New models of charity finance are discussed too. Former Communities Secretary Hazel Blears looks to the future of social investment, praising social finance leaders who are inspired by good. Blears champions the impact that Social Impact Bonds have made in her constituency, explaining that improved outcomes can be attained whilst saving money, calling for a greater focus on commissioning outcomes. For Shadow Cabinet Office Minister Chi Onwurah, there is scope to expand the role that social enterprises play in building and sustaining communities, aided by her belief that social enterprises retain similar principles to those behind the Labour movement. Onwurah calls for social enterprise to be at the heart of Labour’s vision for a new economy, but warns that some companies are branding themselves as social enterprises improperly, and suggests that a definition could be beneficial to the sector.
Gareth Thomas wants to see the use of Social Innovation Zones to tackle social problems. These zones see partnerships became local authorities, charities and the private sector, with the goal of building capacity amongst local charities so that they can compete for – and win – council contracts. Finally, Susan Elan Jones argues in favour of a progressive philanthropy that recognises giving by all social groups, and praises governments of all colours for focusing people on giving. She acknowledges the need for the further development of Gift Aid, arguing that the next expansion should see text donations allow donors to claim tax relief, a theme that Blunkett concurs with in his efforts to encourage greater involvement from young people.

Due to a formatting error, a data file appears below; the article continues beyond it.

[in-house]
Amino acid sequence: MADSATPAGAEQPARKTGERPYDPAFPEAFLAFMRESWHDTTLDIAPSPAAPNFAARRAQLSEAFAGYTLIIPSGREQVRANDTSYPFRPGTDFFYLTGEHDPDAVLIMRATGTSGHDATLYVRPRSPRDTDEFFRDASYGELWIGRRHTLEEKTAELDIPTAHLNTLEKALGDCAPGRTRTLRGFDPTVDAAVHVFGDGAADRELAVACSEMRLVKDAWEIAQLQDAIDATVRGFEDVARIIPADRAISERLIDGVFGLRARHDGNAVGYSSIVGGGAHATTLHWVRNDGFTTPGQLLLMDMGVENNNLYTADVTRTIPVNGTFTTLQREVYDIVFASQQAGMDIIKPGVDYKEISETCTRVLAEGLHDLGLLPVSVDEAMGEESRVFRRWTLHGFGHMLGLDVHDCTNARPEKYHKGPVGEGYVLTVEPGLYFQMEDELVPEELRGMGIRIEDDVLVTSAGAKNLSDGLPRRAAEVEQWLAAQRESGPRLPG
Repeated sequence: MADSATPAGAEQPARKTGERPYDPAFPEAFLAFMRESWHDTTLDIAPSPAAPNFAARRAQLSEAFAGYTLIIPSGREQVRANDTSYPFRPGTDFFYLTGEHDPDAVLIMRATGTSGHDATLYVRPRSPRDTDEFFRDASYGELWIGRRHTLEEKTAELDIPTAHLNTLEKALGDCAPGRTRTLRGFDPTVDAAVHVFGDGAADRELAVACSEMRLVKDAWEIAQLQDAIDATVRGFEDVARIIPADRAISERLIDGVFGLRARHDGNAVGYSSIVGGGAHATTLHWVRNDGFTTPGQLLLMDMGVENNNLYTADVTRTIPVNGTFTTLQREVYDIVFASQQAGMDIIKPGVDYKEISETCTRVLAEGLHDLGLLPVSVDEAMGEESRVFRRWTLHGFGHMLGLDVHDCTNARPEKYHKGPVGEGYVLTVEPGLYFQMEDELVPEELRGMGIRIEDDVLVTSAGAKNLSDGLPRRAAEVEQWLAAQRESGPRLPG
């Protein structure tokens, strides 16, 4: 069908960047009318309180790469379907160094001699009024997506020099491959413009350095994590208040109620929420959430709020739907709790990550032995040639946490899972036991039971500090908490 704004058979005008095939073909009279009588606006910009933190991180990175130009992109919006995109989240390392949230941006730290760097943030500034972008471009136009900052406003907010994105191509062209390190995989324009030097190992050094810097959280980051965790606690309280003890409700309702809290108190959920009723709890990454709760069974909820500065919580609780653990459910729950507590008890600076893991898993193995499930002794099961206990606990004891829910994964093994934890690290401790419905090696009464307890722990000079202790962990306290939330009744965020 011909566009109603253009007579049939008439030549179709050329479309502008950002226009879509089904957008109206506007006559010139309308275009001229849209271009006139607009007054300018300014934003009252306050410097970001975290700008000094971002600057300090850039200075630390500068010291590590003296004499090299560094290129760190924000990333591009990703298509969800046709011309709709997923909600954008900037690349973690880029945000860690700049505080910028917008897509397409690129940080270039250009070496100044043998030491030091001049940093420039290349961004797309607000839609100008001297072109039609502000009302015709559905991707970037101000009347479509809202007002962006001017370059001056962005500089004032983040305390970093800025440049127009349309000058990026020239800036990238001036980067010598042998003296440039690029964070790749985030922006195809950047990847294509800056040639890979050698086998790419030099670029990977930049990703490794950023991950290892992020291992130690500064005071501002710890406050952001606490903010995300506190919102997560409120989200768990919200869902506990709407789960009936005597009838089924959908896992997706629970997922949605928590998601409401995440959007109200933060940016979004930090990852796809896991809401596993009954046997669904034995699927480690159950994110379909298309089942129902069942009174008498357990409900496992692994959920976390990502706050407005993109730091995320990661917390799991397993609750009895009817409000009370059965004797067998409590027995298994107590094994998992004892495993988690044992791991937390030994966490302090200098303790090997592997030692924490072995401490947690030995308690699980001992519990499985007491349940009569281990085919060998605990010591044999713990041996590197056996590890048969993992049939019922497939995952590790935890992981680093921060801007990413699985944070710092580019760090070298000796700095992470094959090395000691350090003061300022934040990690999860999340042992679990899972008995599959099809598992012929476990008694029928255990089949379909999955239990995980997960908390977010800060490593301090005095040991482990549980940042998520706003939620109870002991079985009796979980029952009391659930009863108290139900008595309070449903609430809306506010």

Lisa Nandy’s foreword draws from her experience working in the voluntary sector, and argues that Labour need to learn both the positive and negative lessons from the Big Society. Nandy argues that many communities feel abandoned, and calls for the Labour Party to get the state and voluntary sector working together as distinct but complementary partners. Since the publication of The Red Book, Nandy has delivered a speech setting out Labour’s priorities for the sector if elected. Priorities include a reaffirmation of the commitment to repeal the Lobbying Act, a study of pension provision across the sector, and increased use of volunteering and social action in schools and at work.
Whilst the influence of both Miliband’s and Nandy’s insights will undoubtedly be reflected in Labour’s manifesto, some of the other concepts explored within The Red Book show wider attitudes within the party and hint at how policies may develop. The relationship between government and charities is a particularly hot topic, with contributors keen to see both central and local government working in tandem with voluntary groups to provide better, personalised services to users. Additionally there is undoubtedly appetite for the implementation of new schemes and ideas, as well as a desire to widen opportunities for engagement in volunteering. Finally, the more nuanced approach taken to rhetoric and implementation of the Big Society is particularly interesting, and indicates that the party is refocusing attention on the future of the sector.
Next month, CAF and ACEVO will be encouraging speakers from political parties to join us at the Social Leaders Debate, where they will be given the opportunity to set out their policies and explain to an audience of charity sector leaders what their priorities as an incoming government would be. For now, The Red Book is a useful starting point and guide to those with an interest in the outlook for the environment for a civil society sector under the leadership of Miliband and Nandy.